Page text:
• We are sorry, but NCBI web applications do not support your browser and may not function properly. More information
Logo of wtpaEurope PMCEurope PMC Funders GroupSubmit a Manuscript
Nature. Author manuscript; available in PMC Jul 27, 2011.
Published in final edited form as:
PMCID: PMC3040569
EMSID: UKMS33224

Circadian rhythms persist without transcription in a eukaryote

Abstract

Circadian rhythms are ubiquitous in eukaryotes, and co-ordinate numerous aspects of behaviour, physiology and metabolism, from sleep/wake cycles in mammals to growth and photosynthesis in plants1,2. This daily timekeeping is thought to be driven by transcriptional/translational feedback loops, whereby rhythmic expression of clock gene products regulates expression of associated genes in approximately 24-hour cycles. The specific transcriptional components differ between phylogenetic kingdoms3. The unicellular pico-eukaryotic alga, Ostreococcus tauri, possesses a naturally minimised clock, which includes many features that are shared with higher eukaryotes (plants), such as a central negative feedback loop that involves the morning-expressed CCA1 and evening-expressed TOC1 genes4. Given that recent observations in animals and plants have revealed prominent post-translational contributions to timekeeping5, a reappraisal of the transcriptional contribution to oscillator function is overdue. Here we show that non-transcriptional mechanisms are sufficient to sustain circadian timekeeping in the eukaryotic lineage, though they normally function in conjunction with transcriptional components. We identify oxidation of peroxiredoxin proteins as a transcription-independent rhythmic biomarker, which is also rhythmic in mammals6. Moreover we show that pharmacological modulators of the mammalian clockwork have the same effects on rhythms in Ostreococcus. Post-translational mechanisms, and at least one rhythmic marker, appear to be better conserved than transcriptional clock regulators. It is plausible that the oldest oscillator components are non-transcriptional in nature, as in cyanobacteria7, and are conserved across kingdoms.

Over the last two decades, great progress has been made towards delineating the molecular basis of eukaryotic circadian rhythms using model organisms such as Arabidopsis thaliana (plant), Mus musculus (mammal), and Drosophila melanogaster (insect)5,8. In each case mechanistic models of the cellular clock have relied heavily on networks of transcriptional/translational feedback loops (TTFLs) and can successfully account for a wide range of experimental data9. Whilst the identified “clock genes” differ widely across taxa, a growing number of ubiquitous post-translational mechanisms, such as casein kinase II activity5,10,11, have been shown to contribute to timing. Similarly signal transduction pathways, e.g. Ca2+/cAMP, previously viewed as clock inputs have been shown also to be clock outputs, thus becoming indistinguishable from the “core” mechanisms5,12. As a result it is presently unclear whether transcription, per se, is necessary to sustain the eukaryotic cellular clock13,14, especially in light of observations that prokaryotic timekeeping can be reconstituted in vitro using the gene expression products of the cyanobacterial KaiBC/KaiA operons7. Hypothesising that non-transcriptional mechanisms would be competent to sustain cellular rhythms without a transcriptional contribution, we set out to test this using the pico-eukaryote Ostreococcus tauri. This single-celled eukaryote has several advantages. It is readily cultured, possesses a small genome (~12 Mbp), and yet its light-entrainable clock shares the transcriptional architecture of the clock in higher plants, namely a negative feedback loop between the morning-expressed CCA1 and evening-expressed TOC1 genes4.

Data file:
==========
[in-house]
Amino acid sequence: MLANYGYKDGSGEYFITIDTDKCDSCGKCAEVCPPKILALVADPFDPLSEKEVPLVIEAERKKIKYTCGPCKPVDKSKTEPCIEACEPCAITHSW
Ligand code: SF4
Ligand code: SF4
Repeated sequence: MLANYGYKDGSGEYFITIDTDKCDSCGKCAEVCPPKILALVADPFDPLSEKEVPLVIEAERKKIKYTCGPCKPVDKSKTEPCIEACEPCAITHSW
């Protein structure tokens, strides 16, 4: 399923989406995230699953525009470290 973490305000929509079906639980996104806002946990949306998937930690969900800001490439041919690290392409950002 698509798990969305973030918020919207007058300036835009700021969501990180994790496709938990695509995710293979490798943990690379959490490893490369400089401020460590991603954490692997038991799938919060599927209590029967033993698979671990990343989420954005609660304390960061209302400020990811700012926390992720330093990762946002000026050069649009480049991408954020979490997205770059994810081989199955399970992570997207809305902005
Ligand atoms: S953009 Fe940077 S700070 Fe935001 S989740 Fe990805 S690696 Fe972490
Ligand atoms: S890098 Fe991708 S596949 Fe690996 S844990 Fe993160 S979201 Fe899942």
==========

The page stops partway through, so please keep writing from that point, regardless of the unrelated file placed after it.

Recently, bioluminescent luciferase (LUC) reporter lines for transcription and translation of O. tauri clock genes were developed to enable non-invasive interrogation of clock mechanisms4. Following entrainment in 12 hour light-12 hour dark cycles, circadian rhythms of bioluminescence from a translational (CCA1-LUC) and transcriptional (pCCA1::LUC) reporter were observed to persist for >4 days in constant light (Fig. 1a), indicating the presence of an underlying circadian clock, able to keep time without reference to any external time cues. Whilst many cellular processes in photosynthetic organisms are light-dependent4,15,16, the cyanobacterial clock was recently shown to persist in darkness7. We therefore determined whether circadian rhythms might similarly persist in O. tauri without light. When placed in constant darkness, bioluminescent traces rapidly dampened to background levels (Fig. 1a). After 96 hours in constant darkness, no incorporation of [α32P]UTP was observed (Fig. 1b), meaning that no nascent RNA was being transcribed. Upon transfer of these transcriptionally incompetent cultures into constant light, circadian rhythms in bioluminescence began at a phase that was not dictated solely by the time of transfer into light (Fig. 1c, Supplementary Fig. 1a,b). If no cellular oscillation had persisted in the dark, we would expect the clock to restart with its phase determined solely by when it was transferred into the light (i.e. complete phase resetting). In contrast, the cultures’ new phase suggested that the response to light was modulated by a pre-existing oscillation, instead of being completely reset by light (Fig. 1c)17. These observations suggest that O. tauri is competent to keep time in the absence of transcription.